Waste Not: Stem-to-Root Veggie Eating

Lentine Alexis
by Lentine Alexis
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Waste Not: Stem-to-Root Veggie Eating

By now you’ve likely heard about nose-to-tail eating; a way of approaching cooking and eating that uses every part of the animal and leaves nothing to waste. But have you ever thought about how this applies to vegetables? From kale stems to onion skins, many of the less-desirable vegetable parts have great uses in home cooking.

Chances are there’s a whole lot of veggie goodness going to waste during your meal prepping. Here’s how to waste not, want not and eat healthfully — from stem to root.

1

TAKE (AND MAKE) STOCK

There isn’t a rule or special recipe required to make great vegetable stock. In fact, some of the most flavorful stocks come together when you combine the bits and bobs of vegetables you’re using throughout the week. Try keeping a bin in your freezer dedicated to vegetable remnants — kale stems, Brussels sprouts ends, carrot peels and onion skins — if it’s a piece of a vegetable, toss it in. When the bin gets full, transfer the contents to a large stockpot, add a pinch of salt and cover with water. Let the mixture sit on low heat for a few hours, simmering out the flavors. Then, strain and transfer to an airtight container and freeze or refrigerate your homemade vegetable stock. It will keep for a week in the fridge, and a month or more in the freezer.

2

PESTO THE GREEN PARTS

Don’t toss the green tops from your carrots or radishes! Instead, wash them, drain them well and turn them into pesto. Many pesto recipes for pesto call for perky basil leaves, but zesty greens of any kind work. (Just make sure you wash them very well and spin or pat them dry. Both radish and carrot tops tend to be a bit muddy.)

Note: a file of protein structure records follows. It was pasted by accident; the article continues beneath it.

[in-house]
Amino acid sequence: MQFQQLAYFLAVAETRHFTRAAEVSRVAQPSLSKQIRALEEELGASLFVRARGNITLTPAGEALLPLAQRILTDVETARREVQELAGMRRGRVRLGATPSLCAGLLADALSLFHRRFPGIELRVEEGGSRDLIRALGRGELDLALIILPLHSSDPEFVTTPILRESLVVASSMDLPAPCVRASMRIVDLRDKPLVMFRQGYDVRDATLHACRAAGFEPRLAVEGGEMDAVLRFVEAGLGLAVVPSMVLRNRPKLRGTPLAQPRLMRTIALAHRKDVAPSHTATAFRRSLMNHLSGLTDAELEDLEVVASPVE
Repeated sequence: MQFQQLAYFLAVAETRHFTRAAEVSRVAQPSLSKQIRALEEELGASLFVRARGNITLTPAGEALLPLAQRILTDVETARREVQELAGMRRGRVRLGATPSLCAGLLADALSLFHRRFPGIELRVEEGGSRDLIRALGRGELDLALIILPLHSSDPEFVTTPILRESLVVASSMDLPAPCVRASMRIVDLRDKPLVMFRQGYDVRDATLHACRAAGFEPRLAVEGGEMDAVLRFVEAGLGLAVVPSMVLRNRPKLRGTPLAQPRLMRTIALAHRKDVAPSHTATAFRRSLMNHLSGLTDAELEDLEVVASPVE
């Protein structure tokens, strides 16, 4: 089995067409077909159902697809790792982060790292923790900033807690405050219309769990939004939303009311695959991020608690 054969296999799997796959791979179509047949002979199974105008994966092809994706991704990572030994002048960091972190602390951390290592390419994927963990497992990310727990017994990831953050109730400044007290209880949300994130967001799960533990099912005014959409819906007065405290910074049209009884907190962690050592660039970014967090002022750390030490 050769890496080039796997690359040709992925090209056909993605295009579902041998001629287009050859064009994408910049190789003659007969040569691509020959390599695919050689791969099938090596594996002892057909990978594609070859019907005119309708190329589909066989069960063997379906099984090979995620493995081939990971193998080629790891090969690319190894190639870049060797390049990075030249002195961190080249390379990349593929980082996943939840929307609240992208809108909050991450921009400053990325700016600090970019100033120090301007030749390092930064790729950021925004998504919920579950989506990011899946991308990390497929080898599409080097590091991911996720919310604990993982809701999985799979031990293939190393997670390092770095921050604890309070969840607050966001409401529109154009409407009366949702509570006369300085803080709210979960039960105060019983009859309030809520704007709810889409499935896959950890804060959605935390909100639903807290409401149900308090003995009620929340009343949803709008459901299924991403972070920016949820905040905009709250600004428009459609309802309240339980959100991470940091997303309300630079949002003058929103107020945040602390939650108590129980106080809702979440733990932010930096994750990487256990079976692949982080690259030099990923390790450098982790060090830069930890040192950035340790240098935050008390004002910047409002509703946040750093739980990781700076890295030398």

Carrot or Radish Top Pesto

Ingredients

  • 3 bunches carrot or radish tops, cleaned and drained
  • Kosher salt and freshly ground pepper, to taste
  • 1 garlic clove
  • 3 tablespoons macadamia nuts or pine nuts
  • 1/2 cup (10g) fresh basil leaves, packed
  • 1/4 cup (25g) Parmesan, finely grated
  • 1/2 cup (118ml) olive oil

Directions

In the bowl of a food processor, pulse together the garlic and nuts until a thick paste forms. Add basil, Parmesan and reserved carrot or radish tops; process until coarsely pureed. Add olive oil and pulse until combined; season with salt and pepper.

Use as a nice green dip for crudités or crackers, toss into pasta or spread onto a grilled flatbread.

Serves: 8 | Serving Size: 1/4 cup

Nutrition (per serving): Calories: 170; Total Fat: 17g; Saturated Fat: 2g; Monounsaturated Fat: 5g; Cholesterol: 0mg; Sodium: 156mg; Carbohydrate: 1g; Dietary Fiber: 0g; Sugar: 0g; Protein: 1g

3

AMP UP HUMMUS

If you’ve got discarded broccoli stems, you’ve got a great, new, green way to make a healthier hummus. Though this hummus is particularly tasty with discarded broccoli stems, it also works with romesco and cauliflower.

Broccoli Stem Hummus

Ingredients

  • 2 cups (350g) broccoli stems, peeled and chopped